DC Comics’ ‘Kingdom Come’ Sets Fall Documentary Release and Crowdfunding Campaign | Exclusive

The completely painted story of Superman rallying a generation of heroes against evil gets explored in the upcoming film

A documentary charting the creation of the 1996 DC Comics story “Kingdom Come” has set a fall 2024 release date, launched a Kickstarter crowdfunding campaign and debuted its first teaser trailer, all of which TheWrap can exclusively reveal. “The Legend of Kingdom Come” comes from director by Remsy Atassi and producer Sal Abbinanti, the business manager and art dealer for the comics’ influential artist Alex Ross.

“Kingdom Come” is one of the most acclaimed comic book stories of all time, featuring breathtaking painted art from Ross and a story written by Mark Waid. It tells the tale of a future where young superheroes have taken over but abandoned the fight for good, until Superman is pressed to return from retirement to again bring hope to mankind.

“The Legend of Kingdom Come” documentary will be “an exploration of the mad, relentless dedication that goes into producing this stunning art form – and what it takes for an artist to achieve greatness,” Atassi said in a statement.

You can watch TheWrap’s exclusive teaser trailer for the film above.

An illustration showing a pantheon of superheroes around a table, with other characters in the reflection. Superman stands at the table, looking imposing.
Superman and other characters from “Kingdom Come” in a painting by Alex Ross.

The film promises to detail the story’s origin and will feature both Ross and Waid explaining the thought that went into the story and the graphic novel’s iconic visuals.

“I have loved drawing and reading about superheroes since I was a young child,” Ross said in a statement. “When Mark and I were creating ‘Kingdom Come’ — one of my earliest works — I set out to do exactly what I loved. I brought so much of myself and the people in my life into it.”

The artist’s own father, minister Clark Ross, posed for portraits Alex used to create the story’s point-of-view character, Rev. Norman McKay. He also had friends pose for photos that he used as reference material when illustrating the story.

“I knew it was special, but I had no idea it would have such an impact on comics, pop culture and my career,” Ross added. “I’m so proud that what we made back then still resonates today. I hope people enjoy this film.”

While Waid is an acclaimed storyteller with decades of experience, including acclaimed runs on “Flash” and the oft-referenced origin story “Superman: Birthright,” Ross’ art is what took the story to another level of relevance. The story’s visual appeal helped set it apart from other potential/alternate future stories from the comic world.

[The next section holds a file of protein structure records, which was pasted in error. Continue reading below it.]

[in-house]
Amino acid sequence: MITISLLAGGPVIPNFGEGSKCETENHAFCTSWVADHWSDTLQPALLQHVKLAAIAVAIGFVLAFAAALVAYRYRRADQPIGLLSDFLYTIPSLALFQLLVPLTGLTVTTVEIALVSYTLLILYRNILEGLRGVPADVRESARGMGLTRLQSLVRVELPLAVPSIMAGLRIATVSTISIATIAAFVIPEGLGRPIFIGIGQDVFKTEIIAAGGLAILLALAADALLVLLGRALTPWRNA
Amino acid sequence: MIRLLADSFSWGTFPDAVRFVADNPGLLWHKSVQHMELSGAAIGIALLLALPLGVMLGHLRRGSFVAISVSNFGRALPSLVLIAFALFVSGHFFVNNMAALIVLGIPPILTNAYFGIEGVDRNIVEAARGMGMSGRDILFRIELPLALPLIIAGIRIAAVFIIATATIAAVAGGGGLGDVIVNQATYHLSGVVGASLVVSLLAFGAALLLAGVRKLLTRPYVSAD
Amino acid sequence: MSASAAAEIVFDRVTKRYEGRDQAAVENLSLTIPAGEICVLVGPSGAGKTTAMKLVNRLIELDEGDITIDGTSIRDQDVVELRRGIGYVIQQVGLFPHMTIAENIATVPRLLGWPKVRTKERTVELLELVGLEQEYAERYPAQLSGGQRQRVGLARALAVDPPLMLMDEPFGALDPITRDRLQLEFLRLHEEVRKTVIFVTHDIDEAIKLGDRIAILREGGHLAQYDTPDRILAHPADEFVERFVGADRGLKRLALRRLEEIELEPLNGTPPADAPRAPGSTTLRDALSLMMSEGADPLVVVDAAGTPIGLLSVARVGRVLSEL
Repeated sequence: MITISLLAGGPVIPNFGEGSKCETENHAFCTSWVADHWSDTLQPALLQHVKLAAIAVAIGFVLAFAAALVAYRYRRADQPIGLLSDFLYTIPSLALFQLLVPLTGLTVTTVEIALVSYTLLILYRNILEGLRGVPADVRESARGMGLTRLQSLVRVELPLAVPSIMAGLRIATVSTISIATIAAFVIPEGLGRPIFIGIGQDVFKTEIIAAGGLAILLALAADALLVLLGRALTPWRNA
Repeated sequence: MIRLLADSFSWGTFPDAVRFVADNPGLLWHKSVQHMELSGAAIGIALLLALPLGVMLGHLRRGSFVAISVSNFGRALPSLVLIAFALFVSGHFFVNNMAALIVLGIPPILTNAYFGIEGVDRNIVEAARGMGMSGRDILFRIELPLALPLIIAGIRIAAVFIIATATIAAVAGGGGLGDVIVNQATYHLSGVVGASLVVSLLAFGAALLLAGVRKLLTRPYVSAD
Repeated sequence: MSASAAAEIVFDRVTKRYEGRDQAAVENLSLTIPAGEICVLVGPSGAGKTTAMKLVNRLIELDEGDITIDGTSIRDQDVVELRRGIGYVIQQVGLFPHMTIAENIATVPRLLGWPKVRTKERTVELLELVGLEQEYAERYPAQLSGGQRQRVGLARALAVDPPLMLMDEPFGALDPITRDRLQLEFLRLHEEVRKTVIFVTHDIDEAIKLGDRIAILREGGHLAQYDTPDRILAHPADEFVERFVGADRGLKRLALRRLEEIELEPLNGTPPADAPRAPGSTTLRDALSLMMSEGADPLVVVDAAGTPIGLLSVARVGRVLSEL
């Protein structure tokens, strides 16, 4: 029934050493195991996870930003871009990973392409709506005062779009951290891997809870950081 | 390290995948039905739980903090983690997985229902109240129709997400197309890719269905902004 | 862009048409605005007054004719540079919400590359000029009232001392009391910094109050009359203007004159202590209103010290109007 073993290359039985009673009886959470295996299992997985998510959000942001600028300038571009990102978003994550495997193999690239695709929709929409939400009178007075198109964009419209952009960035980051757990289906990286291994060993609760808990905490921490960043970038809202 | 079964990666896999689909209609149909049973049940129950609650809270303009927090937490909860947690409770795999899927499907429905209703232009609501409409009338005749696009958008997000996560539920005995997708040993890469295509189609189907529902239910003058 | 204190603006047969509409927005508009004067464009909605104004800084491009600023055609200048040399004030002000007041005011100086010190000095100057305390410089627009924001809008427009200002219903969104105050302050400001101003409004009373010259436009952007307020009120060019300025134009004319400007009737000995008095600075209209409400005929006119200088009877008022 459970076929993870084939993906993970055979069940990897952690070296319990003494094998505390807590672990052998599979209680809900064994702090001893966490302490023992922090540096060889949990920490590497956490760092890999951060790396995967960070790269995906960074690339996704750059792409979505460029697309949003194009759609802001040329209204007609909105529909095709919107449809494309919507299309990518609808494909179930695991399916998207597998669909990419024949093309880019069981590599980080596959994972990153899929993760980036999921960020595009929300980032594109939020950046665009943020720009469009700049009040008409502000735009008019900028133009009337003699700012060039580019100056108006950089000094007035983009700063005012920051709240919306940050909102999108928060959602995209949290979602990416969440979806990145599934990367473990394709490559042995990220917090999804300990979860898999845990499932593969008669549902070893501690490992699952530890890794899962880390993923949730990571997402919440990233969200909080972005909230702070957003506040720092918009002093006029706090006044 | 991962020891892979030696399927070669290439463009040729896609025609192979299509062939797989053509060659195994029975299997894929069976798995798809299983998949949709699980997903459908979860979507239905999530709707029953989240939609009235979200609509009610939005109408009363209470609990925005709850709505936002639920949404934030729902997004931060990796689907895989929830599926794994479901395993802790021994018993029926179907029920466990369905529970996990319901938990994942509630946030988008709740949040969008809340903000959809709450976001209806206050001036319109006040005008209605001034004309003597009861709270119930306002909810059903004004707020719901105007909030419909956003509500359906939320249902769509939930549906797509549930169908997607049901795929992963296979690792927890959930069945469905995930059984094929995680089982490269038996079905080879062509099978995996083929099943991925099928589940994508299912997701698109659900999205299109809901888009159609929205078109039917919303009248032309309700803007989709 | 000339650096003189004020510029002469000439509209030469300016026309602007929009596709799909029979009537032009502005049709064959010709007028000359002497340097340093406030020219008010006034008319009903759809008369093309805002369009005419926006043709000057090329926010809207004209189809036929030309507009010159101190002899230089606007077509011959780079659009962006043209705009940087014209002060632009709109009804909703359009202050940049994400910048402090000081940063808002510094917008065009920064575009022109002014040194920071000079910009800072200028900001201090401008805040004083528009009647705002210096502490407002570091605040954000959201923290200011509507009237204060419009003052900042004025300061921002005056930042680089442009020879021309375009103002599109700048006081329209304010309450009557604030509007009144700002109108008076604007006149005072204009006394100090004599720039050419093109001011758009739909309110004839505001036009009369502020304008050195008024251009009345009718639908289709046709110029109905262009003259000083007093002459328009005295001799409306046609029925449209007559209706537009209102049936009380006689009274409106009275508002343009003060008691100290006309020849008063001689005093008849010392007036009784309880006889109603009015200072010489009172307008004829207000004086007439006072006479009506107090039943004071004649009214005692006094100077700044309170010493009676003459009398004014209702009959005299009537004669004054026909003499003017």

“Alex’s creations tap into the essential DNA of superheroes, elevating them to an almost mythic level,” Atassi said. “There is no better example than [‘Kingdom Come’], which is an essential graphic novel because it looks like nothing else yet, has influenced so much.”

“Collaborating with Alex on ‘Kingdom Come’ was a high-water mark in my career,” Waid said. “Watching scenes I’d put on paper come to vibrant life beneath his brush was an unforgettable experience, and I can’t wait for fans to finally get a comprehensive behind-the-scenes look at what I consider to be Alex’s greatest work.”

Ross is noted for the painstaking work he puts into his art. The length of time it takes has led to him only illustrating a small number of interior art pages — among them this defining work, as well as a similarly iconic series “Marvels” for Marvel Comics — spending most of his career doing individual images that have served as covers and been sold as fine art pieces.

The filmmakers conducted more than 30 interviews with collaborators and other members of the comic book industry. Other creators interviewed for the film include “Spawn” creator and Image Comics cofounder Todd McFarlane, “Batman: The Animated Series” writer and “Harley Quinn” cocreator Paul Dini, plus TV and comics writing team Julie and Shawna Benson.

Fans have speculated that there may be elements of the “Kingdom Come” mythology at play in 2025’s “Superman” film from writer/director James Gunn. That includes striking similarities between the S-shield emblem on the movie version of the hero’s costume with that of the classic comic miniseries. The “Kingdom Come” take on the character also influenced Brandon Routh’s reprise of his role as Superman when he portrayed the character in The CW’s “Crisis on Infinite Earths” crossover.

“Alex Ross can take almost any person and make them into a comic fan,” Atassi said. “When I met Alex in 2016 he did it to me.”

The pre-Kickstarter launch page for “The Legend of Kingdom Come” is online here. The team behind the project have asked for fans to sign up for alerts on the film and when the crowdfunding campaign goes live later in 2024.

Fans will also be able to find out more about “The Legend of Kingdom Come” at San Diego Comic-Con later this month in a panel moderated by TheWrap’s Mike Roe, featuring the classic story’s creators and more.

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